Surely, then, congressional Republicans would not want to propose, push, and pass a bill unconstitutional on its face. Or maybe they would.  Last week, the all-male House Judiciary Committee voted out of committee HR 1797, which would ban all abortion post-20 weeks fertilization, or 22 weeks gestation.  Twelve of thirteen Democrats voted against the proposal while twenty of twenty-three (three not voting) Republicans voted in favor after addition of an amendment sponsored by Rep. John Conyers (D-MI) which would make an exception for victims of rape or incest.  It then passed the House on a largely party-line vote.

The bill is named the "Pain-Capable Unborn Child Protection Act" by Republicans fantasizing that the fetus feels pain at 20 weeks, a claim eviscerated by Jodi Jacobson of RH Reality Check. Republicans obviously are averse to science, as demonstrated by their unwillingness to accept the reality of  climate change, characterized by Sean Hannity's recent declaration "it's a crock of s_ _ _" (class act, that guy). Still, if Repub claims about the Constitution were sincere, the belief that a fetus feels pain at that stage would be a necessary, but not sufficient, prerequisite to legislation banning abortion then or beyond.

In its landmark ruling some 40 years ago, the Supreme Court concluded that the state's interest in the second trimester of pregnancy was limited to protecting the health of the mother.  Intervention in the woman's decision from 20 to 24-25 weeks on the basis of perception (accurate or not) of fetal pain, then, would run counter to Roe. In the third trimester, the state can regulate or ban abortion as long as the life or the health of the mother would not be endangered.  Banning the procedure completely after the 20th week would run afoul of the requirement that the state even in the third trimester cannot act to ban abortions which would harm the health of the woman.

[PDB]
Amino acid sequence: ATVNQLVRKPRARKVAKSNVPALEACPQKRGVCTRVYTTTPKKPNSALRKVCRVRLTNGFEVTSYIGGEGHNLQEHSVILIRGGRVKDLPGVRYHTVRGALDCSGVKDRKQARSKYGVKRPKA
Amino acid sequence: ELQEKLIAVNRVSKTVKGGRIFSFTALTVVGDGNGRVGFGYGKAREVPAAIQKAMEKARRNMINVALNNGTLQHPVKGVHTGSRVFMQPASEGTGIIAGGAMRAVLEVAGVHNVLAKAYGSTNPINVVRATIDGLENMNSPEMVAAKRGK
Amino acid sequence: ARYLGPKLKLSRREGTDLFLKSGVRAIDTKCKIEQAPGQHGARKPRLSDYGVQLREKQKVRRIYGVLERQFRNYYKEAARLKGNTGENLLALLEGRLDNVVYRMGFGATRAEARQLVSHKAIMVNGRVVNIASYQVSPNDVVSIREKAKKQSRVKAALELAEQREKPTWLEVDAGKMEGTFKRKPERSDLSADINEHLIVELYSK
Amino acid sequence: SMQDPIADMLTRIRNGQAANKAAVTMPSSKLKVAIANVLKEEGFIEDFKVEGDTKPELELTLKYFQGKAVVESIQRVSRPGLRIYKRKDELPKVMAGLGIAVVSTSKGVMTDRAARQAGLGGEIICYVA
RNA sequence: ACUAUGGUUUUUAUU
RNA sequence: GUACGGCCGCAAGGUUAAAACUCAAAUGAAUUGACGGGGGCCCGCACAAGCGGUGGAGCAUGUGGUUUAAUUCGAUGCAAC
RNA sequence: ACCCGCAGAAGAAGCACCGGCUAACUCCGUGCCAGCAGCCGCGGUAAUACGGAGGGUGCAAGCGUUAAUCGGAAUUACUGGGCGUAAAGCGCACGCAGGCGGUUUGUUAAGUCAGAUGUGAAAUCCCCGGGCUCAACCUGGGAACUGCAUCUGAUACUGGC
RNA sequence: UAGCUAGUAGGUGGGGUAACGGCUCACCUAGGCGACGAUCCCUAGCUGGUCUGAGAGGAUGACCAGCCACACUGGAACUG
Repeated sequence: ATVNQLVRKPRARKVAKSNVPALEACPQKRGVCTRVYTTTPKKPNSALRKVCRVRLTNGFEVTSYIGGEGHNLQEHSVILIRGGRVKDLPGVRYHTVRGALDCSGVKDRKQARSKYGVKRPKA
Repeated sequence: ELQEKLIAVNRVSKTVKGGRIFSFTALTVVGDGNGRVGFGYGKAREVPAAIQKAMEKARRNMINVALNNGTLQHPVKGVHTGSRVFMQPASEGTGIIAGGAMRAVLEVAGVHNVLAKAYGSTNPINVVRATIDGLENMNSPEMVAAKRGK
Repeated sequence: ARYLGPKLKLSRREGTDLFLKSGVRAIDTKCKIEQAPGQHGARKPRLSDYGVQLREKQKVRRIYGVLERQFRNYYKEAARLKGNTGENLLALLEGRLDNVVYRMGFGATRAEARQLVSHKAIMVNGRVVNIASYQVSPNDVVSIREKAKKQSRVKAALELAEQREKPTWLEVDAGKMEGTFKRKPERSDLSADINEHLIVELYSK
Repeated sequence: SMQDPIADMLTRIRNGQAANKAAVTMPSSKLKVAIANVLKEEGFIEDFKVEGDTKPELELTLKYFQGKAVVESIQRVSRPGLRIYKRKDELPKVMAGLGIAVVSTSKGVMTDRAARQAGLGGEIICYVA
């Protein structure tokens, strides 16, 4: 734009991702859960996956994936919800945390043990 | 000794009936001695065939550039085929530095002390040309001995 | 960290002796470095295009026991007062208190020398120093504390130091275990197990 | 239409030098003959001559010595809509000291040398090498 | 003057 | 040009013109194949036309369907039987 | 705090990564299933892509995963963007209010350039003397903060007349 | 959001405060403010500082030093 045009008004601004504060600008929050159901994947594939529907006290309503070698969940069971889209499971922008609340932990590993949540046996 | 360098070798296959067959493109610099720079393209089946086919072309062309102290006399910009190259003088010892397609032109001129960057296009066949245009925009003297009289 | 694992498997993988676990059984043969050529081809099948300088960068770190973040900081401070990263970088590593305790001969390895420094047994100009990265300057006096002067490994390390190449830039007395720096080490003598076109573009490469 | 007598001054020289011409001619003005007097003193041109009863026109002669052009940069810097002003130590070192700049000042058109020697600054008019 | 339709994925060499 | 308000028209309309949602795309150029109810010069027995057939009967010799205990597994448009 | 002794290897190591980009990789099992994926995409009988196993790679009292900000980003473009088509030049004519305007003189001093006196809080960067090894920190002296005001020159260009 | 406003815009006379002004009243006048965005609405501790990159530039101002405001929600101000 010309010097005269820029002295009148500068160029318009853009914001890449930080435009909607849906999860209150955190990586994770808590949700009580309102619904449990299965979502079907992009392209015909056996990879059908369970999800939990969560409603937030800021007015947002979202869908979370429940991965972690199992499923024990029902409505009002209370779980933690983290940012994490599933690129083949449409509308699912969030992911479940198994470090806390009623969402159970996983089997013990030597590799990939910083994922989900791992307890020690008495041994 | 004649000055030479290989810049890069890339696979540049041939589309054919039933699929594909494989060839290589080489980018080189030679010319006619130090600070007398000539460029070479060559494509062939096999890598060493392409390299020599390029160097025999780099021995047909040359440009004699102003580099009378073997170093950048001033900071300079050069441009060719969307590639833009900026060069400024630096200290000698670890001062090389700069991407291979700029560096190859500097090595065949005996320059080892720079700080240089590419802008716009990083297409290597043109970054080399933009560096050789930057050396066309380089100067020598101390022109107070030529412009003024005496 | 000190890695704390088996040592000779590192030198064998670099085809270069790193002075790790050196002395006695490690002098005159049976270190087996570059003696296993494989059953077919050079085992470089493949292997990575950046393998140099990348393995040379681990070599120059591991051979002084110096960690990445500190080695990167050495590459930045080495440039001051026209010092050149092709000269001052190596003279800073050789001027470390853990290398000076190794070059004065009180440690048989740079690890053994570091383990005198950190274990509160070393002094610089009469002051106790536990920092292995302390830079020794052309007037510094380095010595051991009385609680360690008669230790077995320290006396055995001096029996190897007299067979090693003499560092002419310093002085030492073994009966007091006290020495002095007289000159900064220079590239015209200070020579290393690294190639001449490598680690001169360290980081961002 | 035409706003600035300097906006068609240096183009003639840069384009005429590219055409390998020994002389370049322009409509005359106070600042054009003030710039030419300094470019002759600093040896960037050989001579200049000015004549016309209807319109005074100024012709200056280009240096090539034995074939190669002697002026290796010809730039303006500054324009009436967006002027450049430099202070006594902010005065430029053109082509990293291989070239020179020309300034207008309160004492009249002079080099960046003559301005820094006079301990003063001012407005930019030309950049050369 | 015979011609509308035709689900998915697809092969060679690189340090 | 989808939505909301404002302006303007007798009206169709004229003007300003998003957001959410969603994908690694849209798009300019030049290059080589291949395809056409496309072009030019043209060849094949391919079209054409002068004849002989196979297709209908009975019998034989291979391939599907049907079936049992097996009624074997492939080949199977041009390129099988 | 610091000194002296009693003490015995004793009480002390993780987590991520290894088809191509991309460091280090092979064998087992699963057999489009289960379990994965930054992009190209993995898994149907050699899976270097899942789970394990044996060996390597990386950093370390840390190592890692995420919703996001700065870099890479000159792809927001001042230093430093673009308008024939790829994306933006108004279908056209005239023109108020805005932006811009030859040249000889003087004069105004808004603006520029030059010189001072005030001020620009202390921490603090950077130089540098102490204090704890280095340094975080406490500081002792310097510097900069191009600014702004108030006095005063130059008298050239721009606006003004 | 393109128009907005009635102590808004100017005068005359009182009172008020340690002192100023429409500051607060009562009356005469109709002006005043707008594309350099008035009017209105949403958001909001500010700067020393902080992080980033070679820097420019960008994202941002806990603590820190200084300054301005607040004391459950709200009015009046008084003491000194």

The GOP's newest effort to end reproductive freedom is a ghastly piece of legislation medically and constitutionally. If passed by the House, it would not be approved by the Senate.  If passed by the Senate, it would not be signed by the President.  If passed by the Senate and signed by the President, it still would be unconstitutional.  Some rank-and-file conservatives are aware of that; all Repub legislators are.  Blame not, therefore, the amorphous "tea party" but members of Congress who should- and in many cases do- know better.

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Wednesday, June 19, 2013

Five Years Late

Prosecutor.  Member, state House of Representatives.   State auditor.  United States Senator.

And in January of 2008, with such a breadth of political and fiscal experience, Claire McCaskill of Missouri endorsed Barack Obama for the Democratic nomination for President, though she

called Clinton "a smart woman...a strong leader" and acknowledged that she had faced strong pressure from her women's group allies to support the former first lady, or at least stay neutral. But she added, it's"important we look forward" and said of her decision, "I feel very strongly about it." The senator said it was her 18-year-old daughter, an Obama supporter, who ultimately urged her off the fence.

Back then, the Senator exclaimed